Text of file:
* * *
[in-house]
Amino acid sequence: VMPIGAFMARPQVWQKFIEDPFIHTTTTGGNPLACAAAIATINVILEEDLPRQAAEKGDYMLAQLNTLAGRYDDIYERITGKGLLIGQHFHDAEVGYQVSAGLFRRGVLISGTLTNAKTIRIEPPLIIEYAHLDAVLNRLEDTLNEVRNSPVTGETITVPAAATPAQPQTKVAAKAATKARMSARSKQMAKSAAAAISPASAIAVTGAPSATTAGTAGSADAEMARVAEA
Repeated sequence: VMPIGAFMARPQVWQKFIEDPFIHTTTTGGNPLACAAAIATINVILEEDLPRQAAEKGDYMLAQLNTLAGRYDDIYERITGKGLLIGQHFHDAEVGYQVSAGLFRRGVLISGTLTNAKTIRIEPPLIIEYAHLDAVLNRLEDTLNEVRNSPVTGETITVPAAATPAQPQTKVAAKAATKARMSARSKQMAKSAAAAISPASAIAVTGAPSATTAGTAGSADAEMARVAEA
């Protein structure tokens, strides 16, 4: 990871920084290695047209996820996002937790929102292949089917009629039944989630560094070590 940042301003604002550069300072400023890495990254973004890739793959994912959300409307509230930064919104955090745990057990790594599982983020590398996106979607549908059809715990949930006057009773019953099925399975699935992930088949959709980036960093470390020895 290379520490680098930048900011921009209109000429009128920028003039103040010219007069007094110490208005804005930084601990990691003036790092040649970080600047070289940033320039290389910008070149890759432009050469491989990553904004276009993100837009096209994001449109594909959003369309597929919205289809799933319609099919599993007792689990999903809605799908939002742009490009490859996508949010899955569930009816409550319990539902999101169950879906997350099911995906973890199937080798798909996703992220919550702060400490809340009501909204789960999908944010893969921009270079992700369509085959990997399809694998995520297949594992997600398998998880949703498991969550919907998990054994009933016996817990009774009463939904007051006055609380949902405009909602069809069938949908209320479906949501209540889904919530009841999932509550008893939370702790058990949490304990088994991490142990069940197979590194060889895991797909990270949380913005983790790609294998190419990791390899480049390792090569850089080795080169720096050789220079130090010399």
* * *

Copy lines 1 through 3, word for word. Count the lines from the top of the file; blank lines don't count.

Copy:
[in-house]
Amino acid sequence: VMPIGAFMARPQVWQKFIEDPFIHTTTTGGNPLACAAAIATINVILEEDLPRQAAEKGDYMLAQLNTLAGRYDDIYERITGKGLLIGQHFHDAEVGYQVSAGLFRRGVLISGTLTNAKTIRIEPPLIIEYAHLDAVLNRLEDTLNEVRNSPVTGETITVPAAATPAQPQTKVAAKAATKARMSARSKQMAKSAAAAISPASAIAVTGAPSATTAGTAGSADAEMARVAEA
Repeated sequence: VMPIGAFMARPQVWQKFIEDPFIHTTTTGGNPLACAAAIATINVILEEDLPRQAAEKGDYMLAQLNTLAGRYDDIYERITGKGLLIGQHFHDAEVGYQVSAGLFRRGVLISGTLTNAKTIRIEPPLIIEYAHLDAVLNRLEDTLNEVRNSPVTGETITVPAAATPAQPQTKVAAKAATKARMSARSKQMAKSAAAAISPASAIAVTGAPSATTAGTAGSADAEMARVAEA